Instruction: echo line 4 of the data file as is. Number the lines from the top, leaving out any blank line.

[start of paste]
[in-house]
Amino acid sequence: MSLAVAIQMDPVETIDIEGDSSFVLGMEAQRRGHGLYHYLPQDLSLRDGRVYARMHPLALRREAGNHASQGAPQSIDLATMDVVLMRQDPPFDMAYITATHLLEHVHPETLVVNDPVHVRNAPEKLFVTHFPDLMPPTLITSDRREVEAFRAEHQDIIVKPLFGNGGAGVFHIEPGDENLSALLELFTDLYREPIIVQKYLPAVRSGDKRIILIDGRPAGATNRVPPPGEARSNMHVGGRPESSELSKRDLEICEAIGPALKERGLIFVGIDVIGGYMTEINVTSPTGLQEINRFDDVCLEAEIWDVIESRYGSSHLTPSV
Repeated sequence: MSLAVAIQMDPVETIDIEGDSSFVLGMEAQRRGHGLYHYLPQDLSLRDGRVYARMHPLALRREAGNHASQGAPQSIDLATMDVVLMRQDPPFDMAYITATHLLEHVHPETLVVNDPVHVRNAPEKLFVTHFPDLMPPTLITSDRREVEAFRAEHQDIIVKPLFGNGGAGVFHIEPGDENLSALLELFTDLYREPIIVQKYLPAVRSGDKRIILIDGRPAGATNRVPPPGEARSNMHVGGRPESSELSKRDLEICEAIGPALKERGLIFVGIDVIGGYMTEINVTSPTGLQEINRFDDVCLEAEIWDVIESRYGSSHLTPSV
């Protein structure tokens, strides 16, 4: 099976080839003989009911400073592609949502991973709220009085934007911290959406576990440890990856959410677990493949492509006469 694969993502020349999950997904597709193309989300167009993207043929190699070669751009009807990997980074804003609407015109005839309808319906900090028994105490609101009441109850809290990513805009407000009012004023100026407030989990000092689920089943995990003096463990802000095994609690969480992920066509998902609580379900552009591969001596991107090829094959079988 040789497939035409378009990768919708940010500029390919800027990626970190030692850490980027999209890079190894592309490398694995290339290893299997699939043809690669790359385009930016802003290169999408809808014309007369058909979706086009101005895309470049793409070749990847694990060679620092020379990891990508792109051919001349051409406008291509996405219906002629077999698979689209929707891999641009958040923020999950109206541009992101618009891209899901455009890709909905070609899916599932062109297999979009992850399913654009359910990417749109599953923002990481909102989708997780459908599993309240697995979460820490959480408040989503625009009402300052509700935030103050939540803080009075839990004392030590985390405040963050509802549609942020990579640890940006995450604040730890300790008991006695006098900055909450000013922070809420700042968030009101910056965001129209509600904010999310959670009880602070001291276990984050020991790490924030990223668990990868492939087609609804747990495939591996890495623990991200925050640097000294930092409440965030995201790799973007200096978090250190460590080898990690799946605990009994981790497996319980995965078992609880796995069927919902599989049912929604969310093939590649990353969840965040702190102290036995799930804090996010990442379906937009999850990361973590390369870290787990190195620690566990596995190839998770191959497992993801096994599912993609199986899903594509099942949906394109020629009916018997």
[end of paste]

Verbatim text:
């Protein structure tokens, strides 16, 4: 099976080839003989009911400073592609949502991973709220009085934007911290959406576990440890990856959410677990493949492509006469 694969993502020349999950997904597709193309989300167009993207043929190699070669751009009807990997980074804003609407015109005839309808319906900090028994105490609101009441109850809290990513805009407000009012004023100026407030989990000092689920089943995990003096463990802000095994609690969480992920066509998902609580379900552009591969001596991107090829094959079988 040789497939035409378009990768919708940010500029390919800027990626970190030692850490980027999209890079190894592309490398694995290339290893299997699939043809690669790359385009930016802003290169999408809808014309007369058909979706086009101005895309470049793409070749990847694990060679620092020379990891990508792109051919001349051409406008291509996405219906002629077999698979689209929707891999641009958040923020999950109206541009992101618009891209899901455009890709909905070609899916599932062109297999979009992850399913654009359910990417749109599953923002990481909102989708997780459908599993309240697995979460820490959480408040989503625009009402300052509700935030103050939540803080009075839990004392030590985390405040963050509802549609942020990579640890940006995450604040730890300790008991006695006098900055909450000013922070809420700042968030009101910056965001129209509600904010999310959670009880602070001291276990984050020991790490924030990223668990990868492939087609609804747990495939591996890495623990991200925050640097000294930092409440965030995201790799973007200096978090250190460590080898990690799946605990009994981790497996319980995965078992609880796995069927919902599989049912929604969310093939590649990353969840965040702190102290036995799930804090996010990442379906937009999850990361973590390369870290787990190195620690566990596995190839998770191959497992993801096994599912993609199986899903594509099942949906394109020629009916018997």